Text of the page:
1. Begin with good scissors. i.e the blade is not too long, scissors are easy to open. Use Left-handed scissors for left- handed children (the blade opens up on the opposite side). Personally I like Fiskars with the round thumb opening and oval (wider) opening for other fingers.
2. Position fingers correctly. This means make sure children use a thumbs up approach when cutting. Most children do not pay attention to the positioning of scissors…teach it! I show them the different sized holes and I tell them that the thumb goes in the small opening and other fingers in the larger opening. Teach it, teach it, teach it!!!
3. While cutting, make sure children keep the thumb up (ie the wrist is supinated, never pronated), their arm close to the body and the wrist in neutral (never flexed).
4. Begin with resistive mediums such as playdoh, straws, card stock then graduate to thinner paper.
5. Always start with Prep activities to cutting. Here are some that I use: I like putty for strengthening and finger awareness. I also use tools that mimic the open/ close motion of scissors or mimic the cause and effect of squeezing a tool to get an outcome ex: hole puncher, spray bottle, clothespins, tweezers, egg holder, grabber.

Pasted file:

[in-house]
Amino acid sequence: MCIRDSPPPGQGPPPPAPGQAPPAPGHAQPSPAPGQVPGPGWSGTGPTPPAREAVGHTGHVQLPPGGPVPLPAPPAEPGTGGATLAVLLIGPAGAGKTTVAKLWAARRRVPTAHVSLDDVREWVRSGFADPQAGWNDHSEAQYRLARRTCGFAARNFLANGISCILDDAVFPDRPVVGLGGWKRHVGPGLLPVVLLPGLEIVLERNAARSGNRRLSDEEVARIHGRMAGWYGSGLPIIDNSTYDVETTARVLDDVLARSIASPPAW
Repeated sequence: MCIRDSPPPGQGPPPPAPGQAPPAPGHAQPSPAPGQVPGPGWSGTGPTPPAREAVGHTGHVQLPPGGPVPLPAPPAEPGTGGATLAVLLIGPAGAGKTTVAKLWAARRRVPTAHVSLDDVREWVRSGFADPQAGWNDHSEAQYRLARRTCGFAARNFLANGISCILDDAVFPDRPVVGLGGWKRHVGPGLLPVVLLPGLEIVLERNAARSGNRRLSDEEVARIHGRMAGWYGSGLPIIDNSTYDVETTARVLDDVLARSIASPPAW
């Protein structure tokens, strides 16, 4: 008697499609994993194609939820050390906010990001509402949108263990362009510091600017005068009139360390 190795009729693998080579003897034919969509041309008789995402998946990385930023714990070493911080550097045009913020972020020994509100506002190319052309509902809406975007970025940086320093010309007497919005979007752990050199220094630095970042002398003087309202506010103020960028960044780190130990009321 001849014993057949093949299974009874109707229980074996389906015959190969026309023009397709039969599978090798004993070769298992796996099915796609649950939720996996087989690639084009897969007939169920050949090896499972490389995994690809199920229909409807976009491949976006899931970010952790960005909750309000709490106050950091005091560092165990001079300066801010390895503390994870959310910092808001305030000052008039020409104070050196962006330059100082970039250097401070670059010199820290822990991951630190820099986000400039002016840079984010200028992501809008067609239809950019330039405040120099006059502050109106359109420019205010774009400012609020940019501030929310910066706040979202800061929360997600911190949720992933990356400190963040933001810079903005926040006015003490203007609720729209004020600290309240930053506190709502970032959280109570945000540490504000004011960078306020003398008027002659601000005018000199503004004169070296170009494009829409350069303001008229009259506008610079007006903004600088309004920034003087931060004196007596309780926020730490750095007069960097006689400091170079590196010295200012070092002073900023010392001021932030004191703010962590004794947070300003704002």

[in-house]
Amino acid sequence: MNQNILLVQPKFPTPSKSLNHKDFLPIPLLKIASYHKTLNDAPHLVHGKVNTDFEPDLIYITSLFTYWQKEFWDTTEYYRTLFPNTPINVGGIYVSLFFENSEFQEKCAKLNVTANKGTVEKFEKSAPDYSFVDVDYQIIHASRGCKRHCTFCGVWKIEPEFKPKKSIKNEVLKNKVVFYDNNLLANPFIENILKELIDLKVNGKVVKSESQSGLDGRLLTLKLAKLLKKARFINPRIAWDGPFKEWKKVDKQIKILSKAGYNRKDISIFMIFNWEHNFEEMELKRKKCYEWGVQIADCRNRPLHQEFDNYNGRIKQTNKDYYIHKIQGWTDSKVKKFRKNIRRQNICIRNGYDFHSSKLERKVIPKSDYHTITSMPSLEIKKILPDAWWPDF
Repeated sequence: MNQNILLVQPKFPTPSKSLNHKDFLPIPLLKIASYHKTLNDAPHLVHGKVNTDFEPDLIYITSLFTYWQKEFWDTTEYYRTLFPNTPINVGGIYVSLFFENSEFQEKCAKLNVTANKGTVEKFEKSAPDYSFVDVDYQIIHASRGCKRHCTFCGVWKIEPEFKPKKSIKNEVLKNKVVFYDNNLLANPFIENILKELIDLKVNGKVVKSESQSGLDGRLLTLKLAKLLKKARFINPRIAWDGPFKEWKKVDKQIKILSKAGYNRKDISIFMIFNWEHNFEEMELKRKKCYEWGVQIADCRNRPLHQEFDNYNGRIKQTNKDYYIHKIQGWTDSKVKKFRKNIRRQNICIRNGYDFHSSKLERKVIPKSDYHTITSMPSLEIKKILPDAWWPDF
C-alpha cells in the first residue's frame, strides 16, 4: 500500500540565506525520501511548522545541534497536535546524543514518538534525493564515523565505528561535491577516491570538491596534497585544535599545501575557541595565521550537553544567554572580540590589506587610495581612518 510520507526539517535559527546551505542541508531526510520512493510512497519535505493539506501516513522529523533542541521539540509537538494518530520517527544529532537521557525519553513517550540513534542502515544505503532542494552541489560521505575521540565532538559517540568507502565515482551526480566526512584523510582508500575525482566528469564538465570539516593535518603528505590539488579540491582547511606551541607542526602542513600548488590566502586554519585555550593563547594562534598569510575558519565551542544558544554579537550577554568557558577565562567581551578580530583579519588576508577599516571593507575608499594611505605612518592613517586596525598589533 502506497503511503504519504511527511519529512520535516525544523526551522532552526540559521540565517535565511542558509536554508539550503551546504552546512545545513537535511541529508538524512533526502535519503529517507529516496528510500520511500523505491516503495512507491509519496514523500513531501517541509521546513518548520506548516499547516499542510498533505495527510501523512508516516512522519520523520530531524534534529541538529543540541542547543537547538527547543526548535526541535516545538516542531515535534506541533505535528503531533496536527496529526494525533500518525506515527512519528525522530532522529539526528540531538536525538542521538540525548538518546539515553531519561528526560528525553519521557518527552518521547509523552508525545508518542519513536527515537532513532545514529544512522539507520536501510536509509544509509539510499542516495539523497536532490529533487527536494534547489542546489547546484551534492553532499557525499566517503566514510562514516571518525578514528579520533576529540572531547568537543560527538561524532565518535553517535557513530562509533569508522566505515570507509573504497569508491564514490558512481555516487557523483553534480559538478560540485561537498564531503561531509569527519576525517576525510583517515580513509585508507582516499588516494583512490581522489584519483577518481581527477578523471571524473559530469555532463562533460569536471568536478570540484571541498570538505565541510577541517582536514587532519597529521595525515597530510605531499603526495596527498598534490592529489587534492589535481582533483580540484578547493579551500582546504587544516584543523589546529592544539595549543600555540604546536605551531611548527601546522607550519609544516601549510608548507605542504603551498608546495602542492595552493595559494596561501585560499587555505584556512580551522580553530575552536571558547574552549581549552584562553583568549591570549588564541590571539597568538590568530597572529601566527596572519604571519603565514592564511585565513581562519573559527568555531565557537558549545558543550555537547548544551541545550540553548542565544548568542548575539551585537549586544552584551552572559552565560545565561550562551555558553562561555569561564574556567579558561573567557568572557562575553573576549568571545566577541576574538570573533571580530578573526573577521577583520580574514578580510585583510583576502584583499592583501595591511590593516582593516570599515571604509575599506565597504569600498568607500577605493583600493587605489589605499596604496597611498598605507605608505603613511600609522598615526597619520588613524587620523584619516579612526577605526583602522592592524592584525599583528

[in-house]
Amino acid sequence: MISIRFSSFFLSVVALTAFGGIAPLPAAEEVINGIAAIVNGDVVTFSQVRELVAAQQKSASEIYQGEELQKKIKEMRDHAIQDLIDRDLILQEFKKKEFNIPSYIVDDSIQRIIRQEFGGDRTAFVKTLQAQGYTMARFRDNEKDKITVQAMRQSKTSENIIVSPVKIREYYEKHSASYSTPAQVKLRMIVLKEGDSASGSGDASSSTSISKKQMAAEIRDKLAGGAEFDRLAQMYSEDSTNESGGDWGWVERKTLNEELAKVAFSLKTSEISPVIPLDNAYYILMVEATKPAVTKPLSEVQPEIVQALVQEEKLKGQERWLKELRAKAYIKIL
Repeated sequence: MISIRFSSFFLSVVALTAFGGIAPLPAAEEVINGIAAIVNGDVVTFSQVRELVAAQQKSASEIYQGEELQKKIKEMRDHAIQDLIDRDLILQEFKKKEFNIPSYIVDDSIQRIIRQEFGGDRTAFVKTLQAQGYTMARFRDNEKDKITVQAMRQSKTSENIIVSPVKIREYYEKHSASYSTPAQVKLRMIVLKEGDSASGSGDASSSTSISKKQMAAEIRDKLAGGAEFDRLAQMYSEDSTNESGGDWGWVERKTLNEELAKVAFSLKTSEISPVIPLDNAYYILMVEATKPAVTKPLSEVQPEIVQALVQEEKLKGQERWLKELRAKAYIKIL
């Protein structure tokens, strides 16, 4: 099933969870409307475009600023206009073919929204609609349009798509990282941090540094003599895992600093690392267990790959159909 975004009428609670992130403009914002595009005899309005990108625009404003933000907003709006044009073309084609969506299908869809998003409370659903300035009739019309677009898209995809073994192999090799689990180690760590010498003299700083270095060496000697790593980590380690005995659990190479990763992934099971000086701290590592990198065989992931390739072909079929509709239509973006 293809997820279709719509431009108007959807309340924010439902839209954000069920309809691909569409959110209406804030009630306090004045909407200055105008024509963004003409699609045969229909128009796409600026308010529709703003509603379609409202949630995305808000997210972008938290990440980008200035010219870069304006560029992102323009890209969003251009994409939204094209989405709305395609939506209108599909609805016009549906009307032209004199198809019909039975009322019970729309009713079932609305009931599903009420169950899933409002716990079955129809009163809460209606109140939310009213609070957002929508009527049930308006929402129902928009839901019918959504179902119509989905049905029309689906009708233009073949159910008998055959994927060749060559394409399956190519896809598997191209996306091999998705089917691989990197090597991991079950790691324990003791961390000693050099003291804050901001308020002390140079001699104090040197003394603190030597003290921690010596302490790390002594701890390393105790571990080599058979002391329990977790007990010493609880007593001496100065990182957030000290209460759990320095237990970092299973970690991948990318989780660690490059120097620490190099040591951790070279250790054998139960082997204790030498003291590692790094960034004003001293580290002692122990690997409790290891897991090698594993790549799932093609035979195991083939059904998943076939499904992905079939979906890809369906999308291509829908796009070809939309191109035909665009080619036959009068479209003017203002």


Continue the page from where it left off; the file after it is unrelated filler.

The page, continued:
6. For beginners I highlight a thick line where they have to cut.
7. If a child has a hard time cutting during art project and I want him to still be part of the art project, I use a highlighter to draw a square or circle frame around the picture.
8. Teach cutting in the following order: snip, cut across paper, cut on a straight line, zig zag, curve. For shapes I like to teach square, triangle, circle then complex shape.
9. I like to verbally cue children with a little song as they cut…I’ll say open and close open and close and stop, now turn, open and close etc…I will also remind them to stay on the road!!!
10. Kids can become so focused on the “open and close” motion that they don’t always realize where the scissor is cutting… so I teach it! Are you on the road?
11. If the paper is too large, cut around it, to make it easier for children to manipulate.